Canasta is a game that can be played in a wide number of styles. There are classic formats, multiple player and team formats and even special scoring formats. While these have special rules that the players follow, there are some very basic rules which almost anyone can use to enjoy a game of Canasta.
In order to play, it requires at least two players, two decks of standard playing cards and a pencil and paper to keep score. A game of Canasta requires only a few actions on the part of each player, and these consist of melding, drawing and going out.
Before beginning a game, it is important to understand how the cards are viewed or valued. There are “natural” cards and then there are “wild” cards. The natural cards are the A, K, Q, J, 10, 9, 8, 7, 6, 5, 4 cards. The wild cards are the jokers and the twos. The three cards have different functions depending upon the style of game being played.
The cards also have different values or points, and these are:
- 7 through 4= 5 points each
- King down to 8= 10 points each
- Ace and 2= 20 points each
- Jokers= 50 points each
The values of the cards need to be known to figure out the points at the end of the game, but also to determine if a player can meld during a game. For example, to meld for the first time a player must have at least fifteen points in the meld(s) they place on the table.
What is a meld? Melding is when a player has three or more cards of the same natural rank, which they lay in front of themselves on the table. This could be three or more kings, three or more aces, but it can also include wild cards as well. For instance, a player with four queens, a two and a joker can use them as a meld.
Threes are the only cards that cannot meld.
If a player has a meld of seven cards, this is called a canasta. If the cards are all natural, it is referred to as a “pure” canasta, if it is made up of naturals and wild cards then it is known as a “mixed” canasta. These are distinguished by the color of the top card: red is a pure canasta and black is a mixed canasta. Additionally the player with a mixed canasta must turn the wild cards at a right angle from the naturals when they meld.
To begin playing a game, the dealer gives each player fifteen cards. The remaining cards are placed in the center of the table and the dealer flips the top card over to create a discard pile. If this card is a red three or a wild card, they must flip another until it is a natural card.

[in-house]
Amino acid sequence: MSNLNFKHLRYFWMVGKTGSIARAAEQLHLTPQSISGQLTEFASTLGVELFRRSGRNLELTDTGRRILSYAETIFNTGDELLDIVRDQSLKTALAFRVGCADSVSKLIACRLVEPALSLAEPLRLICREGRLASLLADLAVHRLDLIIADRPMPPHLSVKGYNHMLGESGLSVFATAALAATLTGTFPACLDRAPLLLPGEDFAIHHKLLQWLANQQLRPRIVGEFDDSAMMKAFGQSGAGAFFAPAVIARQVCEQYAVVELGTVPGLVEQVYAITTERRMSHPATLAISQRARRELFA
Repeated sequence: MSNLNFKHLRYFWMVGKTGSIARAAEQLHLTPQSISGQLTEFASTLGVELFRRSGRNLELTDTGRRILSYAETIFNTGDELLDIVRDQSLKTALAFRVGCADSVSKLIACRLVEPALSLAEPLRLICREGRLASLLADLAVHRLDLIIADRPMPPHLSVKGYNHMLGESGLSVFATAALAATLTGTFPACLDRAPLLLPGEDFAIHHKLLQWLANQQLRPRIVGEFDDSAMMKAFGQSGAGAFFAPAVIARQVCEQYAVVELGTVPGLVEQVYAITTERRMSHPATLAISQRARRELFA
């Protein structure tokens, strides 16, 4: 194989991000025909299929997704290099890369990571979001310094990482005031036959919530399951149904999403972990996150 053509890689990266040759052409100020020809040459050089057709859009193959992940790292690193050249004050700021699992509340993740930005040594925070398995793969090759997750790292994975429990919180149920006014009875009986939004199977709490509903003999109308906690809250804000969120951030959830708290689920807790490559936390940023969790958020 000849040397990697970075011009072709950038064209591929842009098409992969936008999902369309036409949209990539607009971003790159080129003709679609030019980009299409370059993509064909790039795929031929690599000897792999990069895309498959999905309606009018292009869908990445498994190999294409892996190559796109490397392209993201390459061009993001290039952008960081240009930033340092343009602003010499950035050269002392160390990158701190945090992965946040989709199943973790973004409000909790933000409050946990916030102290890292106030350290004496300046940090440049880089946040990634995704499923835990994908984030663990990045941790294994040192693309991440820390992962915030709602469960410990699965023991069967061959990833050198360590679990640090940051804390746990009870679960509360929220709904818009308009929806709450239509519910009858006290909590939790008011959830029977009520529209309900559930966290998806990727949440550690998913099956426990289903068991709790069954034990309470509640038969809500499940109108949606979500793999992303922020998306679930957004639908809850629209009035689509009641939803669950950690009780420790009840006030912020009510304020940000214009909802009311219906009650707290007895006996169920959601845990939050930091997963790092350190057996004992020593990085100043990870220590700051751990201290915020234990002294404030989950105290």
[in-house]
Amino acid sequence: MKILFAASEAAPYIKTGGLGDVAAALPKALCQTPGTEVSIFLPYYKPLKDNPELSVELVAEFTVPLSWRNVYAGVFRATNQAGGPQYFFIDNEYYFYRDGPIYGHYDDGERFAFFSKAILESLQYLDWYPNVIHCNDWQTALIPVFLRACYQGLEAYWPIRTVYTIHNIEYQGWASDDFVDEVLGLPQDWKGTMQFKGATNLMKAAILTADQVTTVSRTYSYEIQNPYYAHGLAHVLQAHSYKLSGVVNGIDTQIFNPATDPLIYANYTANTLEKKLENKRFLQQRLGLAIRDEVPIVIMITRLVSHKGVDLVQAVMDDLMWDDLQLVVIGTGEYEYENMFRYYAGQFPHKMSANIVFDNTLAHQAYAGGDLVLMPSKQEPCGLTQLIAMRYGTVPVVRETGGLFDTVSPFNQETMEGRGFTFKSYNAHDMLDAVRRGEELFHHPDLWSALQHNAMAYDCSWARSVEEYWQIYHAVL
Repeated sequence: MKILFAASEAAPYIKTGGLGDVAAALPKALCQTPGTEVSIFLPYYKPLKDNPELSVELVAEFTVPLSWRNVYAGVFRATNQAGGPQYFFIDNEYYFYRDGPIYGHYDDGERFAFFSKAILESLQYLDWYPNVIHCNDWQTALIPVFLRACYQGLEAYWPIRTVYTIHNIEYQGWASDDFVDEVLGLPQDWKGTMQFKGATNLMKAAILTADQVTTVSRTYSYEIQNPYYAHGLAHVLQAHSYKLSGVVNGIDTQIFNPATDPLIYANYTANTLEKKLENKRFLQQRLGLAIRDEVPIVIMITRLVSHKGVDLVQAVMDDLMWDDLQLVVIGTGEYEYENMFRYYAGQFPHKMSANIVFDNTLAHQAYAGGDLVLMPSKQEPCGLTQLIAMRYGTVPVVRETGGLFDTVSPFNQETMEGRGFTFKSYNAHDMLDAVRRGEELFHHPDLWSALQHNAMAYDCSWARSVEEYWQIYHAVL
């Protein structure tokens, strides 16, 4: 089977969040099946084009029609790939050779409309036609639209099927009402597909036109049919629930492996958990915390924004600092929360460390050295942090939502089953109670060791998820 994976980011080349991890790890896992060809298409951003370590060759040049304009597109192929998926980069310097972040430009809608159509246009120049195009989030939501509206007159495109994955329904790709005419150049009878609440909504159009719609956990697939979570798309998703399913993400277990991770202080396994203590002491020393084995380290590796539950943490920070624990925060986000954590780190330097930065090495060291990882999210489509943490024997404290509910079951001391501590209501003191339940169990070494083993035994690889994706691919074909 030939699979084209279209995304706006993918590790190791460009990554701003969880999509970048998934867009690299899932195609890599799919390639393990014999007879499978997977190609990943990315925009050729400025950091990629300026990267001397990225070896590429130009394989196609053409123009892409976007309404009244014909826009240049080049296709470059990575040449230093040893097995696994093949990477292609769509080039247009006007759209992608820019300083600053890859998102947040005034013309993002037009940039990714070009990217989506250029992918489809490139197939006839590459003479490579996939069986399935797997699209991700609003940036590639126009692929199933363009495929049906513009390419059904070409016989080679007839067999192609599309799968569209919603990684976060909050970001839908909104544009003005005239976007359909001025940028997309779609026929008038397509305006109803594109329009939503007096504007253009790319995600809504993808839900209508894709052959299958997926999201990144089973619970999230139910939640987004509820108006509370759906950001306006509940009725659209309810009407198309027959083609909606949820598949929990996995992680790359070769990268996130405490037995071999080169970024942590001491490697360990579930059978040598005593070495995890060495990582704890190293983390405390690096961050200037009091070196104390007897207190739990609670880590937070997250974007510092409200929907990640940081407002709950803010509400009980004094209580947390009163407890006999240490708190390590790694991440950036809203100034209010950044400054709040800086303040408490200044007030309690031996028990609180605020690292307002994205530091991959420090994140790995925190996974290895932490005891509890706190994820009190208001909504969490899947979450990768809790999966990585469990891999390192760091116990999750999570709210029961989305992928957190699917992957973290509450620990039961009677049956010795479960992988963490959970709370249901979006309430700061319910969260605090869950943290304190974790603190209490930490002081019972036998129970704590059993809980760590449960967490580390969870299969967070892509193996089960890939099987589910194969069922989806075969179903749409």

Additionally, anyone who receives a red three on the initial deal must also meld all they have received and new cards are dealt to the player. Play begins with the player to the left of the dealer (or the non-dealing player) drawing from the deck or taking the entire discard pile. They can only take the discard pile, however, if they are able to meld the top card from it immediately. The player’s turn ends when they discard a single card or go out.
To go out requires the player to have one or more canastas in front of them, and have no more cards remaining.
Scoring is then done based on the values above, and a new game begins
4 thoughts on “How to Play Canasta”
I have played Canasta since the 1960.s the rules I play by are very different to yours Firstly I play that it is 50 to go down until your score is 1495 or more then it is 90 to go down and when the score is 3000 you need 120 to go down I also play 2 Canasta’s to go out. You do not mention what happens after the initial start of play you said nothing about red 3’s and wild cards and freezing the pack
I do not think you have given enough details for anyone learning.
You did not say anything regarding freezing the pack with a wild card or needing 50( you quote 15) or 90 or 120 to do down depending on your score or about black 2/s being a wild card and a jokers value is 50 also wild, and if the pack is frozen you need 2 like cards to pick up the pack you did not quote that you need 1 or 2 Canastas( depending on what you agree before the game commences) to go out and that you have no cards left in your hand. Where did you get your rules????
I too have played since the 1960’s I totally agree 50 to go down initially and 90 when you reach 1495 and 120 when you reach 3000 and play to 5000. Nothing was said about black 3’s freezing the pack to the next player or red 3’s being worth 100 points but if you get all 4 they are worth 800.
I use to play that if you did not have a wild card to freeze the pack but had a red 3 we used use that but I am not sure if that was only a rule we made up for our own game play plus i seem to remember that we could only freeze the pack twice until it had been won. You do not say what the value of a natural canasta or an unatural Canasta is worth.
This game is amazing! I played it with the little kiddos and they had a blast!
This game is fantastic family fun which we could play for hours! Love this game.